An investigation by Monitor, the body that regulates health services in England, has found that 86 executives working at NHS foundation trusts could face an investigation over their use of Personal Service Companies (PSCs).
The officials in question reportedly failed to give the necessary assurances that they were paying the correct rates of employment tax. (See also: Contractor 'witch hunt' threatens success of NHS projects - May 2014)
The 'off-payroll' row came to light after media reports that senior public sector worker, such as head of Student Loans Company Ed Lester, and many BBC and NHS workers, were operating through their own companies to mitigate their tax and NIC liabilities.
As a result, as in what some thought was a knee-jerk response, Government departments were told to tidy up their acts with regard to how they contract with freelancers.
Mairi Bowen, compliance manager at ClearSky Contractor Accounting, who reported the increase in IR35 reviews, said: “National media coverage of Monitor’s findings seems to have jolted many public-sector contractors into action.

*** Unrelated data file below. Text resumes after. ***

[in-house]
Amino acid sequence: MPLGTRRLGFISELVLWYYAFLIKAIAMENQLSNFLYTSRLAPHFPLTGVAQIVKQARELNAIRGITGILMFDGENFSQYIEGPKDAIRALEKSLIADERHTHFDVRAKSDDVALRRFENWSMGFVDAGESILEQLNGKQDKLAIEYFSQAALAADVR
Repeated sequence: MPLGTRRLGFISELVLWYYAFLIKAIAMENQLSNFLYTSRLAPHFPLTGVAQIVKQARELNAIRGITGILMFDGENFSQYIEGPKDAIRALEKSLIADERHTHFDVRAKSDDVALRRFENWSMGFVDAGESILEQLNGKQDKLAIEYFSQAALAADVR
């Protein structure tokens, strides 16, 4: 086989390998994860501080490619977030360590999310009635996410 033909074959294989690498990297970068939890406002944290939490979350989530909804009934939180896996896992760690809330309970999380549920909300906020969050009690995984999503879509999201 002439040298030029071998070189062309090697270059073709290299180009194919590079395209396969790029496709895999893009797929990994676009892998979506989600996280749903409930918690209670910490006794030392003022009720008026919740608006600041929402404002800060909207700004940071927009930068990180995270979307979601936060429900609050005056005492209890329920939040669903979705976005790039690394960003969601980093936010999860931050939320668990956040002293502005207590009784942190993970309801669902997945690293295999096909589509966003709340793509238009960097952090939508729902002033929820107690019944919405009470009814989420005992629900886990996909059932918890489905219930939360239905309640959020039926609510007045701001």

“We’re at the point of the year when a lot of assignments in the public sphere are reaching the six-month point.
“Contractors in this situation, who earn more than £220 a day and work at a non-board level, should be looking to provide assurances to the Government department or public body that is engaging them.
“Failure to do so could see the contractor being investigated by HMRC or having their assignment terminated.”
"Growing awareness of the new rules, which is thanks in part to the high-profile cases highlighted by Monitor earlier this month, means more and more contractors are being pro-active and this willingness to get on the front foot shows that public-sector contractors are getting to grips with the new rules, and are willing to do what’s necessary to protect themselves.”
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Susie Hughes © Shout99 2014